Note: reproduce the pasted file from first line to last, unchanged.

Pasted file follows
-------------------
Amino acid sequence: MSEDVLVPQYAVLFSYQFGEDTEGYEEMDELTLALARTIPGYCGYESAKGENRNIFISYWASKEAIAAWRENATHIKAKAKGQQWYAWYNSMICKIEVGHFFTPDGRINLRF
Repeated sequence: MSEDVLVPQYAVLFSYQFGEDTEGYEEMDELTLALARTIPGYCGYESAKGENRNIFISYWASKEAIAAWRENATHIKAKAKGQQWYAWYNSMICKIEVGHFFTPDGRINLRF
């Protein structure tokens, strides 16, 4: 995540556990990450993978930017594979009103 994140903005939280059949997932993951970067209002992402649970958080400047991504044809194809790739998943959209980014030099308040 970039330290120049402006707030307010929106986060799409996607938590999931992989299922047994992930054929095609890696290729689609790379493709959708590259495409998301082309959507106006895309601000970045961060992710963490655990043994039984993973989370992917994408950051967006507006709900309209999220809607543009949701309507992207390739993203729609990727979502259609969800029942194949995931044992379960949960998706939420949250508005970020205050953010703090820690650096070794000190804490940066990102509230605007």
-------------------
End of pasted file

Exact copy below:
Amino acid sequence: MSEDVLVPQYAVLFSYQFGEDTEGYEEMDELTLALARTIPGYCGYESAKGENRNIFISYWASKEAIAAWRENATHIKAKAKGQQWYAWYNSMICKIEVGHFFTPDGRINLRF
Repeated sequence: MSEDVLVPQYAVLFSYQFGEDTEGYEEMDELTLALARTIPGYCGYESAKGENRNIFISYWASKEAIAAWRENATHIKAKAKGQQWYAWYNSMICKIEVGHFFTPDGRINLRF
């Protein structure tokens, strides 16, 4: 995540556990990450993978930017594979009103 994140903005939280059949997932993951970067209002992402649970958080400047991504044809194809790739998943959209980014030099308040 970039330290120049402006707030307010929106986060799409996607938590999931992989299922047994992930054929095609890696290729689609790379493709959708590259495409998301082309959507106006895309601000970045961060992710963490655990043994039984993973989370992917994408950051967006507006709900309209999220809607543009949701309507992207390739993203729609990727979502259609969800029942194949995931044992379960949960998706939420949250508005970020205050953010703090820690650096070794000190804490940066990102509230605007």